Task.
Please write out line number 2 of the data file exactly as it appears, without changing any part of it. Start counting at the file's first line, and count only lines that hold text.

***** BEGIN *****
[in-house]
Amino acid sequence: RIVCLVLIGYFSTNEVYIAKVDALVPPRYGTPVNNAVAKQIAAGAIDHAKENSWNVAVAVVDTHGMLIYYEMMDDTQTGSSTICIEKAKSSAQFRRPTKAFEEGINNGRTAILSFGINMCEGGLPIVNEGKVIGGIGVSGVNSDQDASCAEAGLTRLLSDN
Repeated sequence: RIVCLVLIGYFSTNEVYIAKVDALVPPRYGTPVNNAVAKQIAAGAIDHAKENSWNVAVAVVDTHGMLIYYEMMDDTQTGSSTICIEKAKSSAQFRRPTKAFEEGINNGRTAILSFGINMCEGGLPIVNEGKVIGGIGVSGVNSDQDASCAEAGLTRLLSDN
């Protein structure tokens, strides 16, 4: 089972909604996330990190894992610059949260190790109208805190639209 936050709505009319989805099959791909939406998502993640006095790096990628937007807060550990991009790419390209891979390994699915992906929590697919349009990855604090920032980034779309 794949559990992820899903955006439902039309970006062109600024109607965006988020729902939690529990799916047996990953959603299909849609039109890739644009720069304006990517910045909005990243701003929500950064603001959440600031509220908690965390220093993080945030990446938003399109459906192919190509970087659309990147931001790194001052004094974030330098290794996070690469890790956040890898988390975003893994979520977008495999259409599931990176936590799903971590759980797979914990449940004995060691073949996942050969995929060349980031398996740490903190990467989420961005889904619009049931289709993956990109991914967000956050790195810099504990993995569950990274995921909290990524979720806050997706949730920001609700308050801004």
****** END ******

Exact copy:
Amino acid sequence: RIVCLVLIGYFSTNEVYIAKVDALVPPRYGTPVNNAVAKQIAAGAIDHAKENSWNVAVAVVDTHGMLIYYEMMDDTQTGSSTICIEKAKSSAQFRRPTKAFEEGINNGRTAILSFGINMCEGGLPIVNEGKVIGGIGVSGVNSDQDASCAEAGLTRLLSDN